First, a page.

Coming Home: Media and Returning Diaspora in Israel and Germany
Coming Home provides an extraordinary glimpse into the social and cultural integration of a unique category of immigrants the returning Diaspora. During the 1990s Russian-speaking Jews and Germans returned to their respective historic homelands. Nelly Elias explores the social and cultural adaptation of these two groups by focusing on the roles played by their native language Russian and the language used by the media of each country. Based on one hundred in-depth interviews conducted with immigrants now living in both Israel and Germany, Coming Home considers media use to be an inseparable part of an immigrant s adaptation strategy, simultaneously reflecting construction of a new social and cultural identity while also preserving their original cultural identities.
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3 MEDIA AND RETURNING DIASPORA IN ISRAEL
4 MEDIA AND RETURNING DIASPORA IN GERMANY
5 MEDIA AND IMMIGRANTS ADAPTATION IN A COMPARATIVE PERSPECTIVE
adaptation patterns affinity Al-Aqsa Intifada Aliyah arrived in Germany assimilation broadcasts cultural adaptation current events Elias entertainment programs ethnic Germans events in Israel familiar feel findings former homeland FSU immigrants Furthermore German language German media German society German television grants Hebrew Hebrew-language historic homeland host culture host media host society immi immigrant community immigrants in Israel important integration interest interviews Intifada Israel and Germany Israeli channels Israeli culture Israeli society Israeli television channels Israeli-Palestinian conflict Jewish Jewish immigrants language and culture Leshem Lissak listen majority mass media media consumption patterns Moreover mother tongue newcomer Ohliger old-timer participants perceived percent preferred preservation radio stations regarding REKA residence in Israel returning Diaspora role Russian Aussiedlers Russian channels Russian culture Russian newspapers Russian television channels Russian-language media Russian-language newspapers Russian-speaking immigrants soap operas social and cultural society’s Soviet Union speak German tion understand watching television what’s going
Page 32 - From the contents of the press it is possible to estimate the extent to which the immigrant peoples have actually taken root in the United States and accommodated themselves to the forms, conditions, and concrete purposes of American life.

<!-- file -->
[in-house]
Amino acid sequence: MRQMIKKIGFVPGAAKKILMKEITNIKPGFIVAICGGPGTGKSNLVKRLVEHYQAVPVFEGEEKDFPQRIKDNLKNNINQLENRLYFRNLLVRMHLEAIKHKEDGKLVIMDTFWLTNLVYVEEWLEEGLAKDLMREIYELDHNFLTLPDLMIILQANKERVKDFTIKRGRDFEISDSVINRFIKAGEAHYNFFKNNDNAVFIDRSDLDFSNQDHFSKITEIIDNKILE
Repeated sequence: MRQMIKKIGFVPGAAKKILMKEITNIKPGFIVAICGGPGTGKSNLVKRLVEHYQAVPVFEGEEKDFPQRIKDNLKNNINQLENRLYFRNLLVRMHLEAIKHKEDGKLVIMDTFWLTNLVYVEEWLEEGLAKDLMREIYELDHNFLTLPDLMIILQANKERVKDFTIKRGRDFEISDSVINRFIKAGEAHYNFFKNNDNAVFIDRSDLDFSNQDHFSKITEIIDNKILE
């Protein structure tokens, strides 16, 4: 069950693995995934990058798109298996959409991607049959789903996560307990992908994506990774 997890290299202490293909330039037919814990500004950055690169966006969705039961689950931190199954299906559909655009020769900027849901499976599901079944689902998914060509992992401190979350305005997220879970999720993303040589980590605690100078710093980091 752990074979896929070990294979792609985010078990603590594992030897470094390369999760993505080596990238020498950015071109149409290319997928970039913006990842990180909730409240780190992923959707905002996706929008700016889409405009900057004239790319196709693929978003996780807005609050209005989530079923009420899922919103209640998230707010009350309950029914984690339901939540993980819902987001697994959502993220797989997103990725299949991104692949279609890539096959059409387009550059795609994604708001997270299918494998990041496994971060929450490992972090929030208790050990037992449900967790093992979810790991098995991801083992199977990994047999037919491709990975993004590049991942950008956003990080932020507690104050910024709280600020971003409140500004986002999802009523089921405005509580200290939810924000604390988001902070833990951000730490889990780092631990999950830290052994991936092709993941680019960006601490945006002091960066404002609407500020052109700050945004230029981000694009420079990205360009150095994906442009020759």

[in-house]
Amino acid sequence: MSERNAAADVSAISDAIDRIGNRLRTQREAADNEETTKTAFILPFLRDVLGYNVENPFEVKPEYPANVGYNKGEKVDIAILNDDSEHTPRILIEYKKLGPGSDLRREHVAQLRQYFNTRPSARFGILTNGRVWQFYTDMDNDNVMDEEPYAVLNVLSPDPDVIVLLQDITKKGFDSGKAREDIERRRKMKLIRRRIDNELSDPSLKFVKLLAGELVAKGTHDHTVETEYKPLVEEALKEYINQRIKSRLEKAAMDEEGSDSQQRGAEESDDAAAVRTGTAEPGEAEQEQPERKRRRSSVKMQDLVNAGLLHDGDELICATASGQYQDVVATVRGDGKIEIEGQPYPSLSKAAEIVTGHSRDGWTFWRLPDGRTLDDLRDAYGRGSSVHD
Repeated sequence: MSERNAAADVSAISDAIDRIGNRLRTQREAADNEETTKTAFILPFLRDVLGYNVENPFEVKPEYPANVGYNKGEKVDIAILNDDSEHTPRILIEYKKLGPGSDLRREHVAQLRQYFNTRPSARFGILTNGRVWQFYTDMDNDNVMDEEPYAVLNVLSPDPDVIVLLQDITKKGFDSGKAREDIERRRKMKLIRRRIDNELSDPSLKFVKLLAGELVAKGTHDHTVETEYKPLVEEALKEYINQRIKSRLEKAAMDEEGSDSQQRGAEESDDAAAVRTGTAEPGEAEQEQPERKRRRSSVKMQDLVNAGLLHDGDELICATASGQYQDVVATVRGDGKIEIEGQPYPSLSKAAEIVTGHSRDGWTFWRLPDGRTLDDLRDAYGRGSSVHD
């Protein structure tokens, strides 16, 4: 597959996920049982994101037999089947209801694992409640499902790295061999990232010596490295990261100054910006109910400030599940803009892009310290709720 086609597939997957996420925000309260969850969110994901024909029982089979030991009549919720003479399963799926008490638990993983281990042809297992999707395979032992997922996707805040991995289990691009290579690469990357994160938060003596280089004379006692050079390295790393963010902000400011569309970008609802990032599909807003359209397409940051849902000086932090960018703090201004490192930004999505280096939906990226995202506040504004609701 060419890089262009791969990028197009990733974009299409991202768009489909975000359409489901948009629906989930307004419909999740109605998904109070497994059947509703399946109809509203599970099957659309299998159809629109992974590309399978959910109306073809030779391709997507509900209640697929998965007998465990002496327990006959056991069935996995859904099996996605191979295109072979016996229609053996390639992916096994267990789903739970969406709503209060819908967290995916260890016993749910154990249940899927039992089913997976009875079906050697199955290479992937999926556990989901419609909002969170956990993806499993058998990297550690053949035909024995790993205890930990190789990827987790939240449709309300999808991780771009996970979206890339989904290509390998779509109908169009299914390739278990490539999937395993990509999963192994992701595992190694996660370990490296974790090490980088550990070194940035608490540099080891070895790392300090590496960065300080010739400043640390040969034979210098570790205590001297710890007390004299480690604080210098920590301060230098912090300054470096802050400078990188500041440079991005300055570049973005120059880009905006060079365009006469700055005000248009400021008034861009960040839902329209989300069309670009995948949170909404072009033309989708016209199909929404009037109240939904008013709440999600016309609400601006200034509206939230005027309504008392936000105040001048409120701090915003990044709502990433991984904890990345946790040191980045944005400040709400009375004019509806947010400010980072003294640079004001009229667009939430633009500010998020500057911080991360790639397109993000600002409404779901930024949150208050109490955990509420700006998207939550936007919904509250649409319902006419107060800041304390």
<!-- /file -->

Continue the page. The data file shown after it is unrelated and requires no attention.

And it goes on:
Page 28 - They are obliged to inhabit at least two identities, to speak at least two cultural languages, to negotiate and 'translate' between them. In this way, though they are struggling in one sense at the margins of modernity, they are at the leading edge of what is destined to become the truly representative 'late-modern
Page 167 - In D. Prital (Ed.), In Search of Self : The Soviet Jewish Intelligentsia and the Exodus (pp.
Page 51 - Russia, it was completely secular, symbolizing the end of the year and the beginning of a new one.
Page 3 - explained . . . the mysteries of baseball to Jewish fathers. It proudly noted the increase of immigrant attendance at museums. ... It even gave instruction on the use of handkerchiefs" (ibid.: 531), facilitating immigrants' adjustment to their new surroundings.
Page 155 - From the melting pot to cultural pluralism: Production and consumption of media by and for ethnic communities, funded by the German-Israeli Foundation (GIF) for Research and Development.
Page 32 - ... it is possible to estimate the extent to which the immigrant people have actually taken root in the United States and accommodated themselves to the forms, conditions and concrete purposes of American life
Page 15 - German government calls for the "return of our German brothers and sisters who wish to live as Germans in a German country" (Joppke, 1997: 279), yet in practice Germany maintains a yearly quota system and has instituted rigid language requirements.
Page 1 - Kim's theory of cross-cultural adaptation, in which "adaptation of an individual to a given cultural environment occurs in and through communication